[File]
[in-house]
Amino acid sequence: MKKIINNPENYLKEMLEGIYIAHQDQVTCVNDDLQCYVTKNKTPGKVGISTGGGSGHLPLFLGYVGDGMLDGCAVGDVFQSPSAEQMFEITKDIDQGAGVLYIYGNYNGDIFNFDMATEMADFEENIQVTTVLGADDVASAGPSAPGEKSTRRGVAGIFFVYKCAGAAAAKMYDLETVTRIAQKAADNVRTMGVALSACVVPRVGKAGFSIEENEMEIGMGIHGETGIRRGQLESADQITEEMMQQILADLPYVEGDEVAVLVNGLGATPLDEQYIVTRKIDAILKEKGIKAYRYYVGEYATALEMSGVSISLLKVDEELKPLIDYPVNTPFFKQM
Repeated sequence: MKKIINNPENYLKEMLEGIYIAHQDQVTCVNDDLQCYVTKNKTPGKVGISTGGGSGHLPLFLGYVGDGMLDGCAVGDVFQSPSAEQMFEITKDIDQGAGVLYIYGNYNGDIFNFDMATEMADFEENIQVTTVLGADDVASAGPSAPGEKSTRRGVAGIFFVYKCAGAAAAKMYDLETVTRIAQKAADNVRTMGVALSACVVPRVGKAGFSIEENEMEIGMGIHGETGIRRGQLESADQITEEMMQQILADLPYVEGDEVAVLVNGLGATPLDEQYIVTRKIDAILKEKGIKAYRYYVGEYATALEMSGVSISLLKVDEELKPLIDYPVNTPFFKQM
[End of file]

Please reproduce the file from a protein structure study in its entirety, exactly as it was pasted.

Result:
[in-house]
Amino acid sequence: MKKIINNPENYLKEMLEGIYIAHQDQVTCVNDDLQCYVTKNKTPGKVGISTGGGSGHLPLFLGYVGDGMLDGCAVGDVFQSPSAEQMFEITKDIDQGAGVLYIYGNYNGDIFNFDMATEMADFEENIQVTTVLGADDVASAGPSAPGEKSTRRGVAGIFFVYKCAGAAAAKMYDLETVTRIAQKAADNVRTMGVALSACVVPRVGKAGFSIEENEMEIGMGIHGETGIRRGQLESADQITEEMMQQILADLPYVEGDEVAVLVNGLGATPLDEQYIVTRKIDAILKEKGIKAYRYYVGEYATALEMSGVSISLLKVDEELKPLIDYPVNTPFFKQM
Repeated sequence: MKKIINNPENYLKEMLEGIYIAHQDQVTCVNDDLQCYVTKNKTPGKVGISTGGGSGHLPLFLGYVGDGMLDGCAVGDVFQSPSAEQMFEITKDIDQGAGVLYIYGNYNGDIFNFDMATEMADFEENIQVTTVLGADDVASAGPSAPGEKSTRRGVAGIFFVYKCAGAAAAKMYDLETVTRIAQKAADNVRTMGVALSACVVPRVGKAGFSIEENEMEIGMGIHGETGIRRGQLESADQITEEMMQQILADLPYVEGDEVAVLVNGLGATPLDEQYIVTRKIDAILKEKGIKAYRYYVGEYATALEMSGVSISLLKVDEELKPLIDYPVNTPFFKQM